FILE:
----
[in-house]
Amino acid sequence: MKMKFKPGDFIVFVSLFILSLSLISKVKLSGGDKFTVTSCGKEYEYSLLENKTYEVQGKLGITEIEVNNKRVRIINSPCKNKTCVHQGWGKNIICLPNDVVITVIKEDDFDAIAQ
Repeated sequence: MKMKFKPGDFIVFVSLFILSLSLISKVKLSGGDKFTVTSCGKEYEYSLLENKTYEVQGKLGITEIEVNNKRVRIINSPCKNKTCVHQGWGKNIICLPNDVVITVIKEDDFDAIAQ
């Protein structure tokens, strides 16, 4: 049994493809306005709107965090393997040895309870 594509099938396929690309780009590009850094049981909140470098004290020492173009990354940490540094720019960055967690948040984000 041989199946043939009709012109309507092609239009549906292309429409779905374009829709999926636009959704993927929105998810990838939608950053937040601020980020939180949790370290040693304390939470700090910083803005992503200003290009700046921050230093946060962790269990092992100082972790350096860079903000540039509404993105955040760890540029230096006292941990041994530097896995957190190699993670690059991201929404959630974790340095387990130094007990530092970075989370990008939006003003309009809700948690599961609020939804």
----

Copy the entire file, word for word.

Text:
[in-house]
Amino acid sequence: MKMKFKPGDFIVFVSLFILSLSLISKVKLSGGDKFTVTSCGKEYEYSLLENKTYEVQGKLGITEIEVNNKRVRIINSPCKNKTCVHQGWGKNIICLPNDVVITVIKEDDFDAIAQ
Repeated sequence: MKMKFKPGDFIVFVSLFILSLSLISKVKLSGGDKFTVTSCGKEYEYSLLENKTYEVQGKLGITEIEVNNKRVRIINSPCKNKTCVHQGWGKNIICLPNDVVITVIKEDDFDAIAQ
């Protein structure tokens, strides 16, 4: 049994493809306005709107965090393997040895309870 594509099938396929690309780009590009850094049981909140470098004290020492173009990354940490540094720019960055967690948040984000 041989199946043939009709012109309507092609239009549906292309429409779905374009829709999926636009959704993927929105998810990838939608950053937040601020980020939180949790370290040693304390939470700090910083803005992503200003290009700046921050230093946060962790269990092992100082972790350096860079903000540039509404993105955040760890540029230096006292941990041994530097896995957190190699993670690059991201929404959630974790340095387990130094007990530092970075989370990008939006003003309009809700948690599961609020939804």